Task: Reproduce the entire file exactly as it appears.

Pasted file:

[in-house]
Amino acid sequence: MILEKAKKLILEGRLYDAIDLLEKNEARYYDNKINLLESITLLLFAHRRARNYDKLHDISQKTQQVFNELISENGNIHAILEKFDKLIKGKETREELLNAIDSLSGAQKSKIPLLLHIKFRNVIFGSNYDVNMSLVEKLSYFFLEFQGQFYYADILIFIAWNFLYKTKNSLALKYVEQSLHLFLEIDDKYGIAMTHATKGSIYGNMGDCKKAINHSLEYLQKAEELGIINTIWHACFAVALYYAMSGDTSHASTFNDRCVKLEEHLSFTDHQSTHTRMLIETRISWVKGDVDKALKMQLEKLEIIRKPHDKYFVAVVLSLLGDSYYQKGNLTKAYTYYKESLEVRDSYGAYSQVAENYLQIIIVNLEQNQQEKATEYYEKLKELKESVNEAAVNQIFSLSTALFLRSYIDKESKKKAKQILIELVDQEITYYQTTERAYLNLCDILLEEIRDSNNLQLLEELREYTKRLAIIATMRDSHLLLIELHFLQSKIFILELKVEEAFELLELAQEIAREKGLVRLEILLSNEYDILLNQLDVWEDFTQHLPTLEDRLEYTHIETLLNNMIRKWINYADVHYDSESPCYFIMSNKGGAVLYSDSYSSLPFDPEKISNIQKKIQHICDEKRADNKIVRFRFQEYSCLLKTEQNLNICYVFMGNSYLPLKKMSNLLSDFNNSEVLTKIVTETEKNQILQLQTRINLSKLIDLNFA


[in-house]
Amino acid sequence: MILEKAKKLILEGRLYDAIDLLEKNEARYYDNKINLLESITLLLFAHRRARNYDKLHDISQKTQQVFNELISENGNIHAILEKFDKLIKGKETREELLNAIDSLSGAQKSKIPLLLHIKFRNVIFGSNYDVNMSLVEKLSYFFLEFQGQFYYADILIFIAWNFLYKTKNSLALKYVEQSLHLFLEIDDKYGIAMTHATKGSIYGNMGDCKKAINHSLEYLQKAEELGIINTIWHACFAVALYYAMSGDTSHASTFNDRCVKLEEHLSFTDHQSTHTRMLIETRISWVKGDVDKALKMQLEKLEIIRKPHDKYFVAVVLSLLGDSYYQKGNLTKAYTYYKESLEVRDSYGAYSQVAENYLQIIIVNLEQNQQEKATEYYEKLKELKESVNEAAVNQIFSLSTALFLRSYIDKESKKKAKQILIELVDQEITYYQTTERAYLNLCDILLEEIRDSNNLQLLEELREYTKRLAIIATMRDSHLLLIELHFLQSKIFILELKVEEAFELLELAQEIAREKGLVRLEILLSNEYDILLNQLDVWEDFTQHLPTLEDRLEYTHIETLLNNMIRKWINYADVHYDSESPCYFIMSNKGGAVLYSDSYSSLPFDPEKISNIQKKIQHICDEKRADNKIVRFRFQEYSCLLKTEQNLNICYVFMGNSYLPLKKMSNLLSDFNNSEVLTKIVTETEKNQILQLQTRINLSKLIDLNFA